This post is written by Rafa Xu, Cloud Architect, Serverless and Joely Huang, Cloud Architect, Serverless.

Amazon Simple Notification Service (SNS) is a fast, flexible, fully managed push messaging service in the cloud. SNS can send mobile push notifications directly to applications on mobile devices such as message alerts and badge updates. SNS sends push notifications to a mobile endpoint created by supplying a mobile token and platform application.

When publishing mobile push notifications, a device token is used to generate an endpoint. This identifies where the push notification is sent (target destination). To push notifications successfully, the token must be up to date and the endpoint must be validated and enabled.

A common challenge when pushing notifications is keeping the token up to date. Tokens can automatically change due to reasons such as mobile operating system (OS) updates and application store updates.

This post provides a serverless solution to this challenge. It also provides a way to publish push notifications to specific end users by maintaining a mapping between users, endpoints, and tokens.

Overview

To publish mobile push notifications using SNS, generate an SNS endpoint to use as a destination target for the push notification. To create the endpoint, you must supply:

  1. A mobile application token: The mobile operating system (OS) issues the token to the application. It is a unique identifier for the application and mobile device pair.
  2. Platform Application Amazon Resource Name (ARN): SNS provides this ARN when you create a platform application object. The platform application object requires a valid set of credentials issued by the mobile platform, which you provide to SNS.

Once the endpoint is generated, you can store and reuse it again. This prevents the application from creating endpoints indefinitely, which could exhaust the SNS endpoint limit.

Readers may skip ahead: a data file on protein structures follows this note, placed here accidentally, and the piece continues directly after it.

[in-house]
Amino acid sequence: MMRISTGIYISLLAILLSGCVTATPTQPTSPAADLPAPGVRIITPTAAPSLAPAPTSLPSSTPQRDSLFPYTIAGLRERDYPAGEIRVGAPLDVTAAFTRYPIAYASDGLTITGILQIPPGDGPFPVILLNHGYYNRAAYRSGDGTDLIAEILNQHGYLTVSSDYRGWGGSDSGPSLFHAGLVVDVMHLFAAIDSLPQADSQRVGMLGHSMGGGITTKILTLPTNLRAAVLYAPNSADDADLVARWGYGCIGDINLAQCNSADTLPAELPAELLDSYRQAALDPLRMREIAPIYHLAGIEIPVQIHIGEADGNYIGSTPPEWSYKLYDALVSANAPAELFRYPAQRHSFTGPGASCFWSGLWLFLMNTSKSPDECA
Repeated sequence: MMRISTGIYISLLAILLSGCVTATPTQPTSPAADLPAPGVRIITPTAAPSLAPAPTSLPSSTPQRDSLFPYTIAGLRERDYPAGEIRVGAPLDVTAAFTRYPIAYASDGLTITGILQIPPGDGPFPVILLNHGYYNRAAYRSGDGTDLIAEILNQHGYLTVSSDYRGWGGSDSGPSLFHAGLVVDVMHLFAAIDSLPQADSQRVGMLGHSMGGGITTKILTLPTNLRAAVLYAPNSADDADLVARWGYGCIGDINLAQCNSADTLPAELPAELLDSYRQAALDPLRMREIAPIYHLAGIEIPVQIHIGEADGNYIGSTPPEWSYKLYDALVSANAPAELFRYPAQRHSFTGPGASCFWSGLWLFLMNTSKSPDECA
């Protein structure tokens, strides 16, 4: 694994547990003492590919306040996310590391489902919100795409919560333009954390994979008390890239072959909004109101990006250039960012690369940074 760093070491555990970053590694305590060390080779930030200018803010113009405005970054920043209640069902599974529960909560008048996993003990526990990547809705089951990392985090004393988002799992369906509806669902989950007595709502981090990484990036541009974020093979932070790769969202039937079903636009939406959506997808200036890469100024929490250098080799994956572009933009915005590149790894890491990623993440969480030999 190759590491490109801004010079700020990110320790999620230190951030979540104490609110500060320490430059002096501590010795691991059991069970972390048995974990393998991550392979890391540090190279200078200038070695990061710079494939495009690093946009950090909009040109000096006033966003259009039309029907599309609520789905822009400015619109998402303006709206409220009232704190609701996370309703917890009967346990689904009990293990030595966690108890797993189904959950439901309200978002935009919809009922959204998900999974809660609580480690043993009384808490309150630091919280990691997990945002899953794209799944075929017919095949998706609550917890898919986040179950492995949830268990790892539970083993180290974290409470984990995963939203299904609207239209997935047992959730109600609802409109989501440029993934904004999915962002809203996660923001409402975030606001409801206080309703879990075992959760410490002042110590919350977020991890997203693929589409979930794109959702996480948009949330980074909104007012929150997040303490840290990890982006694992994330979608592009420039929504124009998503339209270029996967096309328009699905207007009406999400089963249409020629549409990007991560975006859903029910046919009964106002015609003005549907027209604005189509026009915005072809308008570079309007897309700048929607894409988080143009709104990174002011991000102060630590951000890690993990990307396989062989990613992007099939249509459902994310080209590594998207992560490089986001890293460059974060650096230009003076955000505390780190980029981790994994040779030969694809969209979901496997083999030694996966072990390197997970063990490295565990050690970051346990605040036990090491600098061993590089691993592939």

To reuse the endpoints and successfully push notifications, there are a number of challenges:

  • Mobile application tokens can change due to a number of reasons, such as application updates. As a result, the publisher must update the platform endpoint to ensure it uses an up-to-date token.
  • Mobile application tokens can become invalid. When this happens, messages won’t be published, and SNS disables the endpoint with the invalid token. To resolve this, publishers must retrieve a valid token and re-enable the platform endpoint
  • Mobile applications can have many users, each user could have multiple devices, or one device could have multiple users. To send a push notification to a specific user, a mapping between the user, device, and platform endpoints should be maintained.

For more information on best practices for managing mobile tokens, refer to this post.

Follow along the blog post to learn how to implement a serverless workflow for managing and maintaining valid endpoints and user mappings.

Solution overview

The solution uses the following AWS services:

  • Amazon API Gateway: Provides a token registration endpoint URL used by the mobile application. Once called, it invokes an AWS Lambda function via the Lambda integration.
  • Amazon SNS: Generates and maintains the target endpoint and manages platform application objects.
  • Amazon DynamoDB: Serverless database for storing endpoints that also maintains a mapping between the user, endpoint, and mobile operating system.
  • AWS Lambda: Retrieves endpoints from DynamoDB, validates and generates endpoints, and publishes notifications by making requests to SNS.

The following diagram represents a simplified interaction flow between the AWS services:

Solution architecture

To register the token, the mobile app invokes the registration token endpoint URL generated by Amazon API Gateway. The token registration happens every time a user logs in or opens the application. This ensures that the token and endpoints are always valid during the application usage.

The mobile application passes the token, user, and mobileOS as parameters to API Gateway, which forwards the request to the Lambda function.

The Lambda function validates the token and endpoint for the user by making API calls to DynamoDB and SNS:

  1. The Lambda function checks DynamoDB to see if the endpoint has been previously created.
    1. If the endpoint does not exist, it creates a platform endpoint via SNS.
  2. Obtain the endpoint attributes from SNS:
    1. Check the “enabled” endpoint attribute and set to “true” to enable the platform endpoint, if necessary.
    2. Validate the “token” endpoint attribute with the token provided in the API Gateway request. If it does not match, update the “token” attribute.